Genl Schuyler writes me that he is not without apprehentions of an erruption of the Indians upon our Northern & Western frontiers. I can hardly believe after the chastisement they have received that they will venture on an attack without being strongly supported—Should it happen otherwise, it must be considered as a partial, tho’ very severe calamity, which ought to be guarded against, but not at the risk of the important posts in the highlands.3

I hope for much from the exertions of the southern States, who have now an opportunity to put a glorious end to this war by one spirited effort—Our State have directed drafts to be made to fill our 5 batts:,4 I heartily wish similar measures may be adopted by the other States who have hitherto lingered out the war by their scanty provision of men. I have the honour to be Sir With the great respect & esteem Your Excellencys Most Obd. Hum: Servant

Robt R. Livingston

ALS, MH: Jared Sparks Collection; ADf, NHi: Robert R. Livingston Papers. The draft is dated 12 April. Livingston began the draft with an apology for intruding on GW’s time, which he revised and then struck out entirely.

1For the inquiry into the loss of Forts Montgomery and Clinton, see GW to Alexander McDougall, 16 Mar., and note 2 to that document, and McDougall to GW, 29 Mar. and 13 April.

2No letter on this subject from Gov. George Clinton to Congress has been identified. However, on 13 Mar., Clinton wrote Lafayette to suggest that he employ troops from Albany in erecting the Hudson River works and added, “I am perswaded Congress will approve of almost any Measure that is Calculated to forward the Defences of the River” (Hastings, Clinton Papers description begins Hugh Hastings and J. A. Holden, eds. Public Papers of George Clinton, First Governor of New York, 1777–1795, 1801–1804. 10 vols. 1899–1914. Reprint. New York, 1973. description ends , 3:37–38).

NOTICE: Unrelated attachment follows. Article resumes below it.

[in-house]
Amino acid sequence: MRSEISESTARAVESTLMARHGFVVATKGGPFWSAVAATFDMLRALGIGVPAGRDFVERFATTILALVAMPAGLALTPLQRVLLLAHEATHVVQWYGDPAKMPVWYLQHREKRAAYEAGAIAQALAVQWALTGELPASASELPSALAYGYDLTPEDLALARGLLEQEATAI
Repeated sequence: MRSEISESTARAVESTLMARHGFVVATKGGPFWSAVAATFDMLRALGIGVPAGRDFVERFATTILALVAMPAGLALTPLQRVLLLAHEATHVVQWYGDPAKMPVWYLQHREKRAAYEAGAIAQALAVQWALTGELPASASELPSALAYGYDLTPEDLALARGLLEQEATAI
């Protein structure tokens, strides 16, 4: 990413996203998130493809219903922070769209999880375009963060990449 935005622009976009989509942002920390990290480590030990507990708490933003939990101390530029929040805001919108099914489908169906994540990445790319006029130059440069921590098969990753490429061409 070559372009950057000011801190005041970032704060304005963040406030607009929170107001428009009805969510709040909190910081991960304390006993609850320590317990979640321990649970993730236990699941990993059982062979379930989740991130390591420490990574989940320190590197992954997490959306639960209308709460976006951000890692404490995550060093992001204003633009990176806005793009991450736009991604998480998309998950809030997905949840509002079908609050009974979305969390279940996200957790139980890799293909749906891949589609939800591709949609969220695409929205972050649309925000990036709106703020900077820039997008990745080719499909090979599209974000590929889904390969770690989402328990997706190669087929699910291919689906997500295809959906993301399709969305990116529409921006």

3On 15 Mar., Philip Schuyler, in his capacity as an Indian commissioner, had reported to Henry Laurens the commission’s belief “that such of the Mohawks as have fled from their Country, a Majority of the Onondagas, and the Cayugas and Senecas in general will commence Hostilities against us as soon as they conveniently can and that it would therefore be prudent early to take Measures to carry the war into their Country” (DNA:PCC, item 153; see also Schuyler to George Clinton, 16 Mar., in Hastings, Clinton Papers description begins Hugh Hastings and J. A. Holden, eds. Public Papers of George Clinton, First Governor of New York, 1777–1795, 1801–1804. 10 vols. 1899–1914. Reprint. New York, 1973. description ends , 3:44–45). The “chastisement they have received” apparently refers to the Battle of Oriskany in August 1777 and the subsequent lifting of the British siege at Fort Schuyler (for which, see Schuyler to GW, 8, 15, and 17 Aug. 1777, and Clinton to GW, 13 Aug. 1777).

4Livingston is referring to “An Act for Completing the five Continental Battalions, raised under the Direction of this State,” passed on 1 April. The act directed “That Drafts shall be made from the Militia of this State, of every fifteenth Man to serve in the said Battalions” (N.Y. Laws description begins Laws of the State of New-York, Commencing with the first Session of the Senate and Assembly, after the Declaration of Independency, and the Organization of the New Government of the State, Anno 1777. Poughkeepsie, N.Y., 1782. description ends , 25–28).